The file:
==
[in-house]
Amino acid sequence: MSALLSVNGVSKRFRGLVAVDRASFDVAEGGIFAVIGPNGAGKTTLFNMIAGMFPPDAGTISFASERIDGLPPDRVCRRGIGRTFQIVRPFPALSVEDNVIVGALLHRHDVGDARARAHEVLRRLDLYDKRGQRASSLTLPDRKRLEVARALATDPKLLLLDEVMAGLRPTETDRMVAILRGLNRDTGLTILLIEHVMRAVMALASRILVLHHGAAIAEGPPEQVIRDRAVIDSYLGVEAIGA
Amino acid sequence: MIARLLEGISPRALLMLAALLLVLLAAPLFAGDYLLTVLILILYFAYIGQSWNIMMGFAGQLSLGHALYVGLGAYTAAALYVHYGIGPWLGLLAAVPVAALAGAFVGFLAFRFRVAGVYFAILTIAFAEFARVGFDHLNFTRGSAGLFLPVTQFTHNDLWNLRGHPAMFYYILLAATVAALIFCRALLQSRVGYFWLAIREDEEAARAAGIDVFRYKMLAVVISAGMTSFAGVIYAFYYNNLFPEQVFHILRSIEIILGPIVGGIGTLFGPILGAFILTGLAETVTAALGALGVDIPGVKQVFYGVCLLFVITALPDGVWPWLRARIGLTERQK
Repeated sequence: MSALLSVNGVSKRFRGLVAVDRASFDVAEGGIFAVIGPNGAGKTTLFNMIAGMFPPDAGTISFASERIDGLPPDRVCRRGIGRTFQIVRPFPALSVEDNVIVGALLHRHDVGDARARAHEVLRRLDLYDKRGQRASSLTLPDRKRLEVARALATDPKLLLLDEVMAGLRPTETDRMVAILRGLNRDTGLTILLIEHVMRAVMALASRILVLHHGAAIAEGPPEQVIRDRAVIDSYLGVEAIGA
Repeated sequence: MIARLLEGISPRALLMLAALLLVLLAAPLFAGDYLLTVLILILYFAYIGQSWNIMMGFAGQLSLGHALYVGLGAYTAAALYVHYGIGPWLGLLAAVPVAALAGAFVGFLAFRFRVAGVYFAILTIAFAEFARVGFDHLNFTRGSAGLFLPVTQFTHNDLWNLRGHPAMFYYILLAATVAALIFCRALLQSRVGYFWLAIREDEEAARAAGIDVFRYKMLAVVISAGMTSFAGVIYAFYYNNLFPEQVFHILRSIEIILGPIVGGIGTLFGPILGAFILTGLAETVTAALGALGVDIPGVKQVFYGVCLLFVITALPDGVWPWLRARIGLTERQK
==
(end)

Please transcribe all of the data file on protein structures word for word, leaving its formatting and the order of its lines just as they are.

[in-house]
Amino acid sequence: MSALLSVNGVSKRFRGLVAVDRASFDVAEGGIFAVIGPNGAGKTTLFNMIAGMFPPDAGTISFASERIDGLPPDRVCRRGIGRTFQIVRPFPALSVEDNVIVGALLHRHDVGDARARAHEVLRRLDLYDKRGQRASSLTLPDRKRLEVARALATDPKLLLLDEVMAGLRPTETDRMVAILRGLNRDTGLTILLIEHVMRAVMALASRILVLHHGAAIAEGPPEQVIRDRAVIDSYLGVEAIGA
Amino acid sequence: MIARLLEGISPRALLMLAALLLVLLAAPLFAGDYLLTVLILILYFAYIGQSWNIMMGFAGQLSLGHALYVGLGAYTAAALYVHYGIGPWLGLLAAVPVAALAGAFVGFLAFRFRVAGVYFAILTIAFAEFARVGFDHLNFTRGSAGLFLPVTQFTHNDLWNLRGHPAMFYYILLAATVAALIFCRALLQSRVGYFWLAIREDEEAARAAGIDVFRYKMLAVVISAGMTSFAGVIYAFYYNNLFPEQVFHILRSIEIILGPIVGGIGTLFGPILGAFILTGLAETVTAALGALGVDIPGVKQVFYGVCLLFVITALPDGVWPWLRARIGLTERQK
Repeated sequence: MSALLSVNGVSKRFRGLVAVDRASFDVAEGGIFAVIGPNGAGKTTLFNMIAGMFPPDAGTISFASERIDGLPPDRVCRRGIGRTFQIVRPFPALSVEDNVIVGALLHRHDVGDARARAHEVLRRLDLYDKRGQRASSLTLPDRKRLEVARALATDPKLLLLDEVMAGLRPTETDRMVAILRGLNRDTGLTILLIEHVMRAVMALASRILVLHHGAAIAEGPPEQVIRDRAVIDSYLGVEAIGA
Repeated sequence: MIARLLEGISPRALLMLAALLLVLLAAPLFAGDYLLTVLILILYFAYIGQSWNIMMGFAGQLSLGHALYVGLGAYTAAALYVHYGIGPWLGLLAAVPVAALAGAFVGFLAFRFRVAGVYFAILTIAFAEFARVGFDHLNFTRGSAGLFLPVTQFTHNDLWNLRGHPAMFYYILLAATVAALIFCRALLQSRVGYFWLAIREDEEAARAAGIDVFRYKMLAVVISAGMTSFAGVIYAFYYNNLFPEQVFHILRSIEIILGPIVGGIGTLFGPILGAFILTGLAETVTAALGALGVDIPGVKQVFYGVCLLFVITALPDGVWPWLRARIGLTERQK